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Friends Should Not Let Friends See Friends With Money

 article about Friends Should Not Let Friends See Friends With Money

Sometimes in the movies, less is more. It's a look Humphrey Bogart gives Ingrid Bergman when she walks into the bar in Casablanca; it's the pause that Denzel Washington makes before shaking Tom Hanks' hand in Philadelphia. We call that brilliant understatement.


Sometimes, however, less is just less. We call that Friends With Money.


Friends is a plot-less, theme-less and thoroughly joyless
movie that wastes the talents of an extraordinary cast of actors. The
movie stars Frances McDormand, Joan Cusack, Catherine Keener and
Jennifer Aniston. The only way this movie could have been a bigger
disaster was if one of the cast members had been seriously injured
during filming.


One of my most vivid memories of high school is of the time we
dissected a frog in biology class. If we had hooked up a heart monitor
to the frog, it would have generated a graph with more of an arc than
the plot line in "Friends. At least with the frog there was the occasional post-mortem spasm. The plot of Friends doesn't offer so much as a twitch.

Make no mistake, this is naturalistic filmmaking at its zenith.
Armed with deeply flawed characters (quirky is good, disturbed is
better) and a dismal outlook on life, writer/director Nicole Holofcener
acts as a voyeur and follows the characters for a brief period of their
lives. The result is an 88-minute reality show but without the
spontaneity and bug eating.


Hollywood marketing types will no doubt refer to this movie in media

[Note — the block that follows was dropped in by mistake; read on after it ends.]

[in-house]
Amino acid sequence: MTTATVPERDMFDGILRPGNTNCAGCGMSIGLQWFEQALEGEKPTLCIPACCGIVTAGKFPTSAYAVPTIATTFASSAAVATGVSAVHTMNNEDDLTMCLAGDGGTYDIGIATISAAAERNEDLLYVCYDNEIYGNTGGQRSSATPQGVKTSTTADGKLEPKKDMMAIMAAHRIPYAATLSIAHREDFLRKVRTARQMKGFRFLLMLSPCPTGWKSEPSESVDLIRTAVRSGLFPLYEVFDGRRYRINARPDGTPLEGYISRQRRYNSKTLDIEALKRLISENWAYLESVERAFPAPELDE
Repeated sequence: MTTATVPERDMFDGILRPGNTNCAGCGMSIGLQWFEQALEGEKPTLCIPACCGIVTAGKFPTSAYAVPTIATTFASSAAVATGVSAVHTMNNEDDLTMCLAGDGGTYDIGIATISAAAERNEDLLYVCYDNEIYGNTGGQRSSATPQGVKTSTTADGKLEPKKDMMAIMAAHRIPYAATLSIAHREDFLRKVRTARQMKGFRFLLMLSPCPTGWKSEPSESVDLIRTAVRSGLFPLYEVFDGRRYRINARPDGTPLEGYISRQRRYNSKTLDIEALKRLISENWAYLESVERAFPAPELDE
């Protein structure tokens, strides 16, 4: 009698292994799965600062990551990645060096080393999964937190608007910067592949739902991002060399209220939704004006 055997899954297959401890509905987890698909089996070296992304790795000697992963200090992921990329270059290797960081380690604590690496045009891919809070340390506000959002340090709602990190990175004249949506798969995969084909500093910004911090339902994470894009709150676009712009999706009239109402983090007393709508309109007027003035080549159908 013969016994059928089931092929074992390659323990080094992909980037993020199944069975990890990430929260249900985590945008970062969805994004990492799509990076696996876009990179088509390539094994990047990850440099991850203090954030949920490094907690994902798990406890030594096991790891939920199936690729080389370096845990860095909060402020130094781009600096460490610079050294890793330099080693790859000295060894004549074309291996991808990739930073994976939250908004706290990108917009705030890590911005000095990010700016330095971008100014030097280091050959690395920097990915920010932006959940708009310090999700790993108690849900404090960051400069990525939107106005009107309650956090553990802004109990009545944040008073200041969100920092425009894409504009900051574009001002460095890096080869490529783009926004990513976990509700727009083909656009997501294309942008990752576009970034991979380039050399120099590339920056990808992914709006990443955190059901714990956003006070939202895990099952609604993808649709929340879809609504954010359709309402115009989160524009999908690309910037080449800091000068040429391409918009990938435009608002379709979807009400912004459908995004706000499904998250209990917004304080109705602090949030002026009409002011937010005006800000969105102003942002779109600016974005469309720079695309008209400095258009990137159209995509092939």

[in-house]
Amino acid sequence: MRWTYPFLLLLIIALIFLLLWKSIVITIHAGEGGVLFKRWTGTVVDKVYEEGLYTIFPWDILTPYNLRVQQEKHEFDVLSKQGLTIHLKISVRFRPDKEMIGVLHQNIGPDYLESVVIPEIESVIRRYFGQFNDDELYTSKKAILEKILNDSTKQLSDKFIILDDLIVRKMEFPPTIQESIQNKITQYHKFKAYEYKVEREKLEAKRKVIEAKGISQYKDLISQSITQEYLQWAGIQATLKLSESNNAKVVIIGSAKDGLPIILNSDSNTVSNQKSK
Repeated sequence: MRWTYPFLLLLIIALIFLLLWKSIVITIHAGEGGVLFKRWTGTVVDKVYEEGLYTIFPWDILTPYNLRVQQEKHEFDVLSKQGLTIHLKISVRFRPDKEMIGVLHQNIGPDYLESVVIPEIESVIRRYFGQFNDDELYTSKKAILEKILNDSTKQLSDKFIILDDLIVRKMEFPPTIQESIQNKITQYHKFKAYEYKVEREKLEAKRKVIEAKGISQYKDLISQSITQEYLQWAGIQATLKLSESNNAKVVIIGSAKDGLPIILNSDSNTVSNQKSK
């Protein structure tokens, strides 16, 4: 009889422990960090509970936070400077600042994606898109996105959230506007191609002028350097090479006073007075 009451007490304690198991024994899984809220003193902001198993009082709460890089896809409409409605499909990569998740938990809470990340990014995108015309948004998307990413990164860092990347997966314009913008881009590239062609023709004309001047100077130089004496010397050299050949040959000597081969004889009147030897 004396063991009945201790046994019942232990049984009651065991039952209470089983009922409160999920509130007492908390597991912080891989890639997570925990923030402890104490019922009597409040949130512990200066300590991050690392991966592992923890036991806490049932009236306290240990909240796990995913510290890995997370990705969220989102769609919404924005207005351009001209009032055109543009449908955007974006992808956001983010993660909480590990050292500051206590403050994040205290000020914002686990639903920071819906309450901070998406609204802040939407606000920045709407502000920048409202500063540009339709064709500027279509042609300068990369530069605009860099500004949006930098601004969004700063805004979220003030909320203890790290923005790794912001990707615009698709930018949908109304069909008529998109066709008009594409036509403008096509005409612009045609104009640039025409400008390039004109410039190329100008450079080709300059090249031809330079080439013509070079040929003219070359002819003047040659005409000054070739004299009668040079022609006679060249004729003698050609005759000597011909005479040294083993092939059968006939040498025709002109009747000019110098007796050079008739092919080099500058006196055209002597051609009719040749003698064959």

print ads as a "stunning achievement." Technically, that's correct. Ms.
Holofcener has managed to pull off the doubly difficult task of
directing a film without a plot and penning a screenplay without a
theme. The movie seems to want to say that money doesn't buy happiness
but the characters that populate the film would clearly be miserable no
matter what went on in their lives.

Trying to extract a theme from this movie is like trying to
get a straight answer from a politician. In the final analysis, it
proves to be a waste of time and you suspect there's really no
principled view to back it up anyhow.

The real tragedy of the film is that there is plenty of raw
material with which to construct a good story. The characters, as
initially sketched out, are interesting. Any one of marital
relationships is rife enough with possibilities to be the subject of
its own movie. Add to that an incredibly strong cast and you
get....nothing. Conflicts don't progress or get resolved; characters
don't grow or transform; hopes for the story to progress are
consistently dashed. It's like going to the refrigerator at the end of
a long week and finding someone drank your last beer.

If there is any reason to see the film, it would be for the
transcendent acting. Jason Isaacs is so good as Catherine Keener's
verbally abusive husband that if you saw him in the lobby after the
show you'd probably take a swing at him. Frances McDormand is
powerfully convincing as a woman with anger issues teetering on the
brink of a breakdown. As usual, Jennifer Aniston plays Jennifer Aniston
better than anyone.

Friends With Money fails to deliver on any count
other than the acting, leaving audience members frustrated,
disappointed and ten dollars poorer before popcorn.

With Friends like this, who needs enemies?



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